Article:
On a recent "baby visit" with a CBC employee and her architect husband in downtown Toronto, I watched as they changed Daya, their four-month-old. What was shocking was not the contents of the diapers (been there, done that), but the fact that my very feminist, modern friend was using cloth.
"At my postnatal yoga classes," says Tessa Sproule, Daya's mother, "almost all the women have cloth diapers in their diaper bags. Yes, we are environmentally aware, but also Daya never gets diaper rashes."
I had to pinch myself. This is 2006, right?
Why, in an age when we do business from our BlackBerrys at the dinner table, are women embracing a way of life redolent of barefoot and pregnant in the kitchen?
I'm the one behind the times.
"I've been in this business for 16 years," says Renee McKay, who operates sweetcheeksdiapers.com from her home on Vancouver Island. She ships out thousands of cloth diapers each month.
"There's no question the marketplace for cloth diapers has been getting bigger and bigger in the last couple of years. There's always been the crunchy moms. But that underground network has changed since the Internet. Now, the cloth craze is more accessible to the mainstream."
McKay started her cloth-diaper business after stabbing her son, now 16, with a pin while diapering him. She developed a line of cloth diapers that use Velcro and snaps instead of pins and have super-cute covers. "I wasn't going to let that happen again!"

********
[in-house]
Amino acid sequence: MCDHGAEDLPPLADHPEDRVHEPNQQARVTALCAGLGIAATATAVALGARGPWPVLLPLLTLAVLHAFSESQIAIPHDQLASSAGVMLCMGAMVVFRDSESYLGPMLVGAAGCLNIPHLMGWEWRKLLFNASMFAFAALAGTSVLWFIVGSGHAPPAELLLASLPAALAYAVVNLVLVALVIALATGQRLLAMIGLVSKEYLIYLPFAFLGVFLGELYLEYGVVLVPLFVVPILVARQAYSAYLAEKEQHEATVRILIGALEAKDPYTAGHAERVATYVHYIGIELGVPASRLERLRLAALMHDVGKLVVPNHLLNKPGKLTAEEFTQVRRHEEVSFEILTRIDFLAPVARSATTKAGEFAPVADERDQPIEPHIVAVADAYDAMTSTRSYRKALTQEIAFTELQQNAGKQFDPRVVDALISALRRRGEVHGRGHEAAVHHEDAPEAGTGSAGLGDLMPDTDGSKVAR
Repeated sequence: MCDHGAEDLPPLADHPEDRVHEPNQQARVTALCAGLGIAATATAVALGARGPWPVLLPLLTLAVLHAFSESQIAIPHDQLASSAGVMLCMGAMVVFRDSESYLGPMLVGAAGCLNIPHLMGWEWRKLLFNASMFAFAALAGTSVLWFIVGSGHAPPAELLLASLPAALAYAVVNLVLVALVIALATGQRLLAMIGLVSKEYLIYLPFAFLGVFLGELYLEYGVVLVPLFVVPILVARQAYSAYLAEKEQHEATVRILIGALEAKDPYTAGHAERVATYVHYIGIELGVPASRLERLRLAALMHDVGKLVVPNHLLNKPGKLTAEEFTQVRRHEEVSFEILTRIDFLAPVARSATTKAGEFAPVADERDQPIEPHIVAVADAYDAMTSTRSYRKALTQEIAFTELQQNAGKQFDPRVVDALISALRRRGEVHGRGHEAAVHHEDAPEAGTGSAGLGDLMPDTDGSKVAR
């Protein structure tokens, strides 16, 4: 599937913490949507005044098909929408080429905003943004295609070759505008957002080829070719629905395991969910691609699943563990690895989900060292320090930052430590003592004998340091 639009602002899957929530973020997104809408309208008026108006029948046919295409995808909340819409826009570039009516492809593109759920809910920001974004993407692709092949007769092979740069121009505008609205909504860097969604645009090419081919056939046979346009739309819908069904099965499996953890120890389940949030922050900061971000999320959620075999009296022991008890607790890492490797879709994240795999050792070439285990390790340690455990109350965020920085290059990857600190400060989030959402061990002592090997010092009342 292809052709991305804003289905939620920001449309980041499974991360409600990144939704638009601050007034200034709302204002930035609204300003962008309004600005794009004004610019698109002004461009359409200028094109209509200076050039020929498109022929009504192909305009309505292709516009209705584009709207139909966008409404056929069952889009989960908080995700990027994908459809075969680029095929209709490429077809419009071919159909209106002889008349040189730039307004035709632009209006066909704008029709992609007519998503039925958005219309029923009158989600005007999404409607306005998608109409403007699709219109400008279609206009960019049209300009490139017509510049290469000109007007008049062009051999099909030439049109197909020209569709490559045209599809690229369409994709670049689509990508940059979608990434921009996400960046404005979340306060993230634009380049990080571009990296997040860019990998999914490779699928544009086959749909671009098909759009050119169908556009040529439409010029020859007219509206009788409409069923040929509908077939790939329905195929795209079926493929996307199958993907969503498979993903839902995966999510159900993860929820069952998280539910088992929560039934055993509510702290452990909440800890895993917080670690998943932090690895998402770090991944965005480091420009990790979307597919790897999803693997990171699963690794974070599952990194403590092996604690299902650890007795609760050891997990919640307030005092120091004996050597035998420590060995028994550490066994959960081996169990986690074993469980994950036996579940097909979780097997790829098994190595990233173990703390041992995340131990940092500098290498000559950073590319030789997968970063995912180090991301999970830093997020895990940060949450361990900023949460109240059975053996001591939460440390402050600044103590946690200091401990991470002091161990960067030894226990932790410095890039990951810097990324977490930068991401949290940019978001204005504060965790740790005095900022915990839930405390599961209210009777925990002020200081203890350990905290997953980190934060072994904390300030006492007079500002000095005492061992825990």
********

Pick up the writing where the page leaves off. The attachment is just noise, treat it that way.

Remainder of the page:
Google "cloth diapers" and you will find hundreds of sites and forums (Comfy Bummy, Tiny Tush, Diaperpin). As a result, a new wave of diaper snobs is emerging.
"There are cloth diapers that range in price from $10 to $50, made with elite fabric," says McKay, whose diapers sell for $10 a pop.
In Montreal, one of the hottest baby stores is Bummis (bummis.com), the retail branch of a Quebec manufacturer, where they sell more than 200 dozen diapers a month. In Toronto, in Bloor West Village, Diaper-eze is the place to go.
"Most of the clients are new parents and have done their research," says Dana, who works at Bummis. "Some have been told to use cloth by friends. Some already have children and did the disposable thing last time, and some come in with their mothers, who tell them they have to use cloth like they did. But everyone is always like, 'Where are the pins?' "
Sometimes, to be with the times, you have to go back in time.